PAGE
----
8. Every new song has a different level of difficulty for both the band and the congregation.

This is incredibly contextual but it’s good to at least reflect on what it means to strike a balance in the difficulty level of new songs your introducing.  Maybe make a mental note on a scale from 1-10.  It’s going to be exhausting (and maybe disheartening) to the congregation if you are introducing a lot of difficult songs…and this difficulty can be on a range for the musicians vs. the congregation.  Make sure you balance new songs between easy and more difficult ones.  This principle also carries over into whether your congregation is a hymnal or a projection church.  If you have a church that is adept at reading music than you can probably introduce more songs, more frequently than if the church relies on only hearing it during church to learn it.

9. What to do when your band is sick of a song right about the time it’s hitting the sweet spot for your congregation.

This is a classic one.  Your congregation is JUST starting to get some of those tricky bits in the verses of “10,000 Reasons” but you can tell they love singing it.  Your drummer then decides that he’s going to start doing super random fills cuz he’s bored with the song, the keyboard player is now playing alternate harmonizations, and the bass player has decided that he’s going to consistently forget to sit out vs 3.  argg. These are actually brilliant moments to remind your musicians that they have a pastoral role to fill in providing a consistent and nurturing musical backdrop for CONGREGATIONAL singing.

Did miss anything?

More Thoughts from:

Resources on grief and worship

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{image} Georges Rouault, “Miserere #2

I’ve been thankful for the postings over at “My Song in the Night” on grief, lament and worship.  My wife and I lost our first child a few years ago and we have found so few sojourners willing to sit with us in the “valley of the shadow of death.”

If you know of other great resources let me know.

ARTICLES
Bobby Gilles – Recovering the Lost Practice of Lament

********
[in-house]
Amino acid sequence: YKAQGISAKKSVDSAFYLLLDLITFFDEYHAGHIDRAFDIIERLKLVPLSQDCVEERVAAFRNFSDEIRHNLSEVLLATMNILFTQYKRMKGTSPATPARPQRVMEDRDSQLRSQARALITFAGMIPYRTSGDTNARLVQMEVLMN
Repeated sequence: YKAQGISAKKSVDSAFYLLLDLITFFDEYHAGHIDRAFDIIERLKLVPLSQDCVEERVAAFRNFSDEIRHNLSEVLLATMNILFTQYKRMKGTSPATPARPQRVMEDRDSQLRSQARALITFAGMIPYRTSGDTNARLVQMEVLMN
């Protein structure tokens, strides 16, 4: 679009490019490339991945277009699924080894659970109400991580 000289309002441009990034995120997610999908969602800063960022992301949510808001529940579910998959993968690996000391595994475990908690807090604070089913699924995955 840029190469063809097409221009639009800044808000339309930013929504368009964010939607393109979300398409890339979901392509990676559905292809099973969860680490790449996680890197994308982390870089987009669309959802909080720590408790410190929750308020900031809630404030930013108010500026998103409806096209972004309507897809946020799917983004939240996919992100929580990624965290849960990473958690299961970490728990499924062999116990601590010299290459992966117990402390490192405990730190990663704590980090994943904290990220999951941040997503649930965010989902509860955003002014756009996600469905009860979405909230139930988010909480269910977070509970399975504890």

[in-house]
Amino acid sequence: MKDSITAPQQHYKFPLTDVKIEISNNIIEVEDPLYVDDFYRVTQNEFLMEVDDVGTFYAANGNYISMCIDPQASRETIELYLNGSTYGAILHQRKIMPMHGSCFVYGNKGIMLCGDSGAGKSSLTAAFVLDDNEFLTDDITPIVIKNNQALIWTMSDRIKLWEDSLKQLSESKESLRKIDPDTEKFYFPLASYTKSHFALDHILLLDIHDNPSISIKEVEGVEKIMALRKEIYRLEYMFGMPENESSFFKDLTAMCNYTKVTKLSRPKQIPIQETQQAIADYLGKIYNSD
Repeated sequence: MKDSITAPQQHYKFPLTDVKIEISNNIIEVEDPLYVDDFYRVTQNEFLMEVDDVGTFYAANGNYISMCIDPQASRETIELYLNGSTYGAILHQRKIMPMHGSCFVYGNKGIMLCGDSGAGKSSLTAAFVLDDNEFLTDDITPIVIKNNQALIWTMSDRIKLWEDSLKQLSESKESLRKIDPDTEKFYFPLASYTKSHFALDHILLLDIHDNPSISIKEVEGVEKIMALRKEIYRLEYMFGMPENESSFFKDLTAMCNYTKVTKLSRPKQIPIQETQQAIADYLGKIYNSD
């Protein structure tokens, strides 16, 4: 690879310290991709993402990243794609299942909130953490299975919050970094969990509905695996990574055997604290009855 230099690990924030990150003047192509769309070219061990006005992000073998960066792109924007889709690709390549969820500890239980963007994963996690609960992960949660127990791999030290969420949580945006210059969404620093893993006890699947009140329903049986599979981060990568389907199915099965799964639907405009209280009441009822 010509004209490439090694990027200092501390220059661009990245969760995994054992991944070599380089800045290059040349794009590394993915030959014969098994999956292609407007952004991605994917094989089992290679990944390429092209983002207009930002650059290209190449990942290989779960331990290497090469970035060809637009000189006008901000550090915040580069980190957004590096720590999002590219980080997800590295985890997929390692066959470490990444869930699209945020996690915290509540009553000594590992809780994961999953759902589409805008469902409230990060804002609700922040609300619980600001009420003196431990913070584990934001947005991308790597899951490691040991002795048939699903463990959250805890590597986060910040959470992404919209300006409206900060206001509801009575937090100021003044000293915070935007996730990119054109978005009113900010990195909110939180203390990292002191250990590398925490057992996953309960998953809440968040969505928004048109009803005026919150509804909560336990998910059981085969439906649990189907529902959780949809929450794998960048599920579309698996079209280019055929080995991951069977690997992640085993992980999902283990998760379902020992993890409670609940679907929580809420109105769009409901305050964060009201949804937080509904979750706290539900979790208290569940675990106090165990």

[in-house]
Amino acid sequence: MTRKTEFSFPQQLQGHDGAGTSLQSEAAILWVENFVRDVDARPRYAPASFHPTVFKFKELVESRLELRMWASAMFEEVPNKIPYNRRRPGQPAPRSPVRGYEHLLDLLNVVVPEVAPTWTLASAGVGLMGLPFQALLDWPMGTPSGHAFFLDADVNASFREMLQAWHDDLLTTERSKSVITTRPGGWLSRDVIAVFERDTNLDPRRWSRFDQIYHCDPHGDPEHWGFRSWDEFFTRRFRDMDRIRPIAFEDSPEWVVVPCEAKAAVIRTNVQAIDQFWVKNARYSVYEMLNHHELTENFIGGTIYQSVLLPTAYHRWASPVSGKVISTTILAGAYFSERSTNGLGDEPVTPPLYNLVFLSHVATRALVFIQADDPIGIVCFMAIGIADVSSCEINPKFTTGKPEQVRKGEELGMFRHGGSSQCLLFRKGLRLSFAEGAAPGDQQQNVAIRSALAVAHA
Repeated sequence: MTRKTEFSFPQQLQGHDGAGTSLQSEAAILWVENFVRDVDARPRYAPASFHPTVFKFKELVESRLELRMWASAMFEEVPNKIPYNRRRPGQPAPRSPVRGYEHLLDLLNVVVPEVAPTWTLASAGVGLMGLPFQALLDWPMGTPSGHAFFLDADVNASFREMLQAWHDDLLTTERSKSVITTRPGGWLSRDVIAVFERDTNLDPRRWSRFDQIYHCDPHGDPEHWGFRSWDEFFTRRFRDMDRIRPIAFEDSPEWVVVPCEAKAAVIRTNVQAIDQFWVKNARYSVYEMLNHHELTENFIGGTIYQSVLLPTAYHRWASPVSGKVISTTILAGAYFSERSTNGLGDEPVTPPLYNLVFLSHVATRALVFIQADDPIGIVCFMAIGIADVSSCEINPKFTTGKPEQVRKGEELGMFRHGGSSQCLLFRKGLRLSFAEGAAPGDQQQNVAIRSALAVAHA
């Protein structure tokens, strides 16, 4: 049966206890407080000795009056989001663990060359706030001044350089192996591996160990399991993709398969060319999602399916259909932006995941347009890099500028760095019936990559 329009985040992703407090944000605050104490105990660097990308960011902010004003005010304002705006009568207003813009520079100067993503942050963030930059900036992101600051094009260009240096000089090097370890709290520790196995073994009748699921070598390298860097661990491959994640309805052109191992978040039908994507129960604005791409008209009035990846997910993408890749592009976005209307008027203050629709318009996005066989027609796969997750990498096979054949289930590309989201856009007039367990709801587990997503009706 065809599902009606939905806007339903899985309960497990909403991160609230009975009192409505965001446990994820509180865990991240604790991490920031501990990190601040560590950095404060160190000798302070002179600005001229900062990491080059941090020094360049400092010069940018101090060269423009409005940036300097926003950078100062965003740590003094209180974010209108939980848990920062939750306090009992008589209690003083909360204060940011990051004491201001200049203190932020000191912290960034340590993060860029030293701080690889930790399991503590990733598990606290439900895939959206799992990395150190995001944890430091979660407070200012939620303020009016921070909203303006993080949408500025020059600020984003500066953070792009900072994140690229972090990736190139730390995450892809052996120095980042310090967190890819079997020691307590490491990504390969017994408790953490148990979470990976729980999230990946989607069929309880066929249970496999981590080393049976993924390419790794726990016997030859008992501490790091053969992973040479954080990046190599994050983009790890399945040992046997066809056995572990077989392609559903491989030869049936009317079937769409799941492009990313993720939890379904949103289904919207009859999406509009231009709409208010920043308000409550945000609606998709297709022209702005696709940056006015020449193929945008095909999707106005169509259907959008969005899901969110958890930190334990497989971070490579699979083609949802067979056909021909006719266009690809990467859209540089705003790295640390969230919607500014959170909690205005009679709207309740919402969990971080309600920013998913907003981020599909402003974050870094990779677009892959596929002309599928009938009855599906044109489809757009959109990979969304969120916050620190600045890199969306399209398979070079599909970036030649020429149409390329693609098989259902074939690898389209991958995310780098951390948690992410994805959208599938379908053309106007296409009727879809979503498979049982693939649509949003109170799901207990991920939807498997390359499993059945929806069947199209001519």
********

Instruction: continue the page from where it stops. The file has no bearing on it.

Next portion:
Kristen Gilles – 
Strength to Worship in Every SeasonHow to bear with loss and the waiting
John Patton – How to Mourn with the Parents of Stillborn and Miscarried Children
Nancy Guthrie – Grieving a loss
(Pj and I spent a weekend with Nancy, her husband David, and 10 other couples who had lost children.  You can find out more about their “Respite Retreat” here.)

Michael Card and Calvin Seerveld – Bringing Our Pain to God: Michael Card and Calvin Seerveld on biblical lament in worship

Dan Allender – The Hidden Hope in Lament

MUSIC

To God I Made My Sorrows Known (Isaac Watts – Psalm 142)
mp3 | leadsheet (Southern Harmony – Poland)

——

Here is a priceless list of suggestions on caring for those who grieve from the John Patton article above:

Comforting Those Who Wait for the Resurrection

Death, that most hateful of things, awaits every one of us, yet its sting is unique when it takes a helpless babe.  While we believe Jesus conquered death at the cross, we wait for the resurrection to fully realize the death of death. Until then we must bear the burdens of and mourn with those around us.

The comfort and hope of the resurrection give us great resources for responding to those in your community who have suffered the pains of miscarriage. Here are six thought to keep in mind as you comfort and console.

  1. Be content simply to “mourn with those who mourn” (Rom. 12:15). Know that your words of comfort will not be much consolation in the short run, even if you have experienced miscarriage yourself. As with most other kinds of loss, each person’s experience is profoundly different.
  2. Don’t try to be the hero. Your may desire to utter just the right words that will bring healing and resolution to mom and dad’s pain. But that desire may arise more from your own struggle to reconcile the reality of death with the hope of Christ than from the need of those suffering to hear your words.
  3. Remember mom. Her pain will linger after most people have ceased asking about it. Don’t be afraid to broach the subject and encourage her six, nine, or even twelve months after the fact.
  4. Remember dad. A miscarriage is not a set of circumstances in which mom suffers the pain and dad gives support. It’s tempting to think that mom bears all the pain, but a father feels helpless in his own way. He needs much love and encouragement.